Medical errors stubbornly remain the third-leading cause of death in the U.S.  Although medical institutions are investing in new patient safety training, it has not been enough to put a dent in this global problem.

Why is this and what can be done?

Cognitive Learning Behavior

A big part of the problem lies in the fact that traditional classroom training, while inexpensive, is only partially effective because learners will forget 75% of the material in about a week.

Traditional teaching methods employ passive forms of learning, such as lectures and reading.  Neuroscientists have found that humans learn more and retain information longer when active and varied learning techniques are used. When learning is made harder, knowledge sticks. (Henry Roediger, author of Make It Stick).

Learning on The Job

Healthcare professionals are expected to take what they have learned in the classroom and apply it on the job.  While this practice is common in most professions, in healthcare, the stakes are simply too high.

Healthcare professionals need a safe learning environment to practice and perfect their technique. Simulation-based training seems to be the answer.

Simulation-based Training

Medical simulation training has proven to be 95% effective. Meaning only 5% of the knowledge is forgotten. Simulation-based training gives medical students the opportunity to repeatedly practice a technique until they have mastered it.

“Training that simulates the kinds of demands and changeable conditions that can be expected in real-world settings help learners and trainers assess mastery and focus on areas where understanding and competency need to be raised”, says Roediger.

The benefits of medical simulation-based training are indisputable. In an ideal world, all healthcare providers would experience hands-on training before practicing on an actual patient.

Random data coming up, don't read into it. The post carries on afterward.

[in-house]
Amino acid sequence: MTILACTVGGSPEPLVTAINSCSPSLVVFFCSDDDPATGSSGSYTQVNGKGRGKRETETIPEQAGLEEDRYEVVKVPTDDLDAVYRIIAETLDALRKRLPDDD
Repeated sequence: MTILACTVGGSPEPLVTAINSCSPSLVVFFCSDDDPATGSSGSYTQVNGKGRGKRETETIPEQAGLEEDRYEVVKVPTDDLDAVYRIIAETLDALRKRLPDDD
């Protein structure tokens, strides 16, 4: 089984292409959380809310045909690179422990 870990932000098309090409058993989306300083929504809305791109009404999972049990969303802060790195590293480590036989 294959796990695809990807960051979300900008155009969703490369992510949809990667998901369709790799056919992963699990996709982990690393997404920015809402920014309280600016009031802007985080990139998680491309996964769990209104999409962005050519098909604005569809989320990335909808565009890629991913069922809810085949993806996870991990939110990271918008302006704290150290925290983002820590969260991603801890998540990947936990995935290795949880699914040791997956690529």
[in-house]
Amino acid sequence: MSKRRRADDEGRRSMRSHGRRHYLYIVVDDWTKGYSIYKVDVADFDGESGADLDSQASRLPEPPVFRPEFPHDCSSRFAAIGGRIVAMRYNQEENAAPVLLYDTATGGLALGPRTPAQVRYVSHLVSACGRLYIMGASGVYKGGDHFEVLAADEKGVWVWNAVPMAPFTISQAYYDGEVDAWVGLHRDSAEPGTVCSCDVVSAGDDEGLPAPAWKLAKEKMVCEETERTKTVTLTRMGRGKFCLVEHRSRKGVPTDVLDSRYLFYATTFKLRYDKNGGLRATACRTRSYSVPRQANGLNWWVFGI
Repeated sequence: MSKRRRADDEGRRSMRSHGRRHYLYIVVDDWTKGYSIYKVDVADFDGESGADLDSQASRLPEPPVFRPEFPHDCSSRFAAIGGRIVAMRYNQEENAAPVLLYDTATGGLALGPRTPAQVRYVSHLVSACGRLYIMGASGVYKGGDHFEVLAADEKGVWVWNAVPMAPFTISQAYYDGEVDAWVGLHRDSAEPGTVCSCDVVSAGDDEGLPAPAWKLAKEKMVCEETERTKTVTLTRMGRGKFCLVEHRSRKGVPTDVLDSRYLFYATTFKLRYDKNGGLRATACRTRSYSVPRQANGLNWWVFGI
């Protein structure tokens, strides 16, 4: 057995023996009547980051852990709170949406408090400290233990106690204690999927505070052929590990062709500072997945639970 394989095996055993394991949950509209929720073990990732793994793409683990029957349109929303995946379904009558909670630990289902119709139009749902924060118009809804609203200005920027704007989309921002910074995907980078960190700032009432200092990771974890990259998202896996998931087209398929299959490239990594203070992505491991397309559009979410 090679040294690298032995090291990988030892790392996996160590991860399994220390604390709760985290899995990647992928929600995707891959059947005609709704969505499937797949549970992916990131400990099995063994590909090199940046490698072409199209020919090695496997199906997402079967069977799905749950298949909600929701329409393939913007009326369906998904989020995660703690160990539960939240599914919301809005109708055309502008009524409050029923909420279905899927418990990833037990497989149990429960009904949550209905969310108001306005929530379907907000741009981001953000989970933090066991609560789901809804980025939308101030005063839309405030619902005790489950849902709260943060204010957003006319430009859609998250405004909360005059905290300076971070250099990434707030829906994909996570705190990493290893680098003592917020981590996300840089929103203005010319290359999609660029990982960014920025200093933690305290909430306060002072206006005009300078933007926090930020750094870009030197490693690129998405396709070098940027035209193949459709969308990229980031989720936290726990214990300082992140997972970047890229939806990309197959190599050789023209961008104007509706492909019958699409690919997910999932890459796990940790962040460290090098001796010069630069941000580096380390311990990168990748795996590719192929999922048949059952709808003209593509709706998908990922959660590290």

The University of Tennessee Health Science Center has invested in a new a $37 million medical simulation facility opening in the fall. It will house exam rooms, hospital beds, operating tables, residential settings, and even a pharmacy where medical students will receive hands-on training.

Why aren’t more healthcare systems and medical teaching facilities quickly adopting this methodology? Look at that price tag – $37 million.

Healthcare Training Needs to Be Scalable and Affordable

Medical simulation facilities and programs are cost-prohibitive for many medical institutions, yet to significantly reduce medical error, an alternative training solution must be found that is:

  • Affordable and scalable.
  • Grounded in research on learning behavior.
  • Efficient so that healthcare providers spend less time in the classroom and more time on the floor.

An Innovative Approach to Medical Training

Amplifire has developed new ways of measuring knowledge acquisition, content mastery, and retention. Amplifire’s learning management system is different from any other because it:

  • Primes the mind for learning using the cognitive technique known as retrieval
  • Creates confidence-based questions stimulate focus, thinking, and memory.
  • Spotlights risks for the learner and the organization.  Through data analytics and heatmap reporting, risks that can lead to poor outcomes are identified and listed by topic, department, or individual.
  • Personalizes training, making it less time consuming.
  • Presents learners with timely refreshers on the content they are most likely to forget.

The Solution to Improving Patient Safety

There is no one solution to improving patient safety. It will take a combination of training techniques and tools to solve this global healthcare problem. But a learning approach that is scalable and affordable will help healthcare systems move the needle in reducing avoidable patient harm.